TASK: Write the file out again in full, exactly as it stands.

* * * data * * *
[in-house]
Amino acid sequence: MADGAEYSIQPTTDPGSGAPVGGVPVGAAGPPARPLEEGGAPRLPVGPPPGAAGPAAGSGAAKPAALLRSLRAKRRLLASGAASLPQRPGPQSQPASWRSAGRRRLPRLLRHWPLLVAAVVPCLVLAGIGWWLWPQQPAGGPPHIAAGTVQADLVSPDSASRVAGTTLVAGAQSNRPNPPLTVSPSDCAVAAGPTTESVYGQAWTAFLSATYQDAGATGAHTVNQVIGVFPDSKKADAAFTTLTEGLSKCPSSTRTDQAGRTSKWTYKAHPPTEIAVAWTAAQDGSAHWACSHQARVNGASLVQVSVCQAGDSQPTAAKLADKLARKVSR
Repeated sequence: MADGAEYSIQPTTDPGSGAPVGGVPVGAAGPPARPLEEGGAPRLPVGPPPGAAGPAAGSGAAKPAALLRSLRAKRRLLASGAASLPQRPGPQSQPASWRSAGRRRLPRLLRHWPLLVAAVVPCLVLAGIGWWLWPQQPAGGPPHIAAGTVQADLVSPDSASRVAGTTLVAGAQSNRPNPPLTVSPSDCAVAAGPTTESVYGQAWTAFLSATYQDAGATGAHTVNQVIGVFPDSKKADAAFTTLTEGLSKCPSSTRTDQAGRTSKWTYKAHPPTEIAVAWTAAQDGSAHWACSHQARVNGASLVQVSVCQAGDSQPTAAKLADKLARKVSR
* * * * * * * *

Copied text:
[in-house]
Amino acid sequence: MADGAEYSIQPTTDPGSGAPVGGVPVGAAGPPARPLEEGGAPRLPVGPPPGAAGPAAGSGAAKPAALLRSLRAKRRLLASGAASLPQRPGPQSQPASWRSAGRRRLPRLLRHWPLLVAAVVPCLVLAGIGWWLWPQQPAGGPPHIAAGTVQADLVSPDSASRVAGTTLVAGAQSNRPNPPLTVSPSDCAVAAGPTTESVYGQAWTAFLSATYQDAGATGAHTVNQVIGVFPDSKKADAAFTTLTEGLSKCPSSTRTDQAGRTSKWTYKAHPPTEIAVAWTAAQDGSAHWACSHQARVNGASLVQVSVCQAGDSQPTAAKLADKLARKVSR
Repeated sequence: MADGAEYSIQPTTDPGSGAPVGGVPVGAAGPPARPLEEGGAPRLPVGPPPGAAGPAAGSGAAKPAALLRSLRAKRRLLASGAASLPQRPGPQSQPASWRSAGRRRLPRLLRHWPLLVAAVVPCLVLAGIGWWLWPQQPAGGPPHIAAGTVQADLVSPDSASRVAGTTLVAGAQSNRPNPPLTVSPSDCAVAAGPTTESVYGQAWTAFLSATYQDAGATGAHTVNQVIGVFPDSKKADAAFTTLTEGLSKCPSSTRTDQAGRTSKWTYKAHPPTEIAVAWTAAQDGSAHWACSHQARVNGASLVQVSVCQAGDSQPTAAKLADKLARKVSR